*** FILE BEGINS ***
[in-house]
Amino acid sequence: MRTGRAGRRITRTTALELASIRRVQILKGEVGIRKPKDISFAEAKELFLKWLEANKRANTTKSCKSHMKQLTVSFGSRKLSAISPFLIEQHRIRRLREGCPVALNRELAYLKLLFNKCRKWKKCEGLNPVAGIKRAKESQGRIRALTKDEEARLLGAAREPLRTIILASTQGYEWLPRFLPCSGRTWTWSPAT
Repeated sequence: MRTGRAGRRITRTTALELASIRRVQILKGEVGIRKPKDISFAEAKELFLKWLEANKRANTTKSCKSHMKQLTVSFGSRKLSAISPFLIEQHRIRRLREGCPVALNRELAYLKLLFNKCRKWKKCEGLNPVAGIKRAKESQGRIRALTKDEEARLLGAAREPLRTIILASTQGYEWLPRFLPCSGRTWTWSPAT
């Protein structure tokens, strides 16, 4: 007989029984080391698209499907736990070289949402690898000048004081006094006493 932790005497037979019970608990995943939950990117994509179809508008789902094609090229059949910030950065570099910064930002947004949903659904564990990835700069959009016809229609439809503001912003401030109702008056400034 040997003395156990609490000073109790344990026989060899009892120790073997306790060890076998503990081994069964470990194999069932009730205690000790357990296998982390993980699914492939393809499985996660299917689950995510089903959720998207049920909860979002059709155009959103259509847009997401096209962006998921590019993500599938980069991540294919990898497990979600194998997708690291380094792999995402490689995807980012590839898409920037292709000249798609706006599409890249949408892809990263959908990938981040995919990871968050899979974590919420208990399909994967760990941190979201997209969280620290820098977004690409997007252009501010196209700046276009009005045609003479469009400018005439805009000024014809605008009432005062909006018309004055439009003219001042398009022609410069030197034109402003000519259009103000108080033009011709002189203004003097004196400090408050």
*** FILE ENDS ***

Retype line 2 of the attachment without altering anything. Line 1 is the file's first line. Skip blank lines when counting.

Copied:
Amino acid sequence: MRTGRAGRRITRTTALELASIRRVQILKGEVGIRKPKDISFAEAKELFLKWLEANKRANTTKSCKSHMKQLTVSFGSRKLSAISPFLIEQHRIRRLREGCPVALNRELAYLKLLFNKCRKWKKCEGLNPVAGIKRAKESQGRIRALTKDEEARLLGAAREPLRTIILASTQGYEWLPRFLPCSGRTWTWSPAT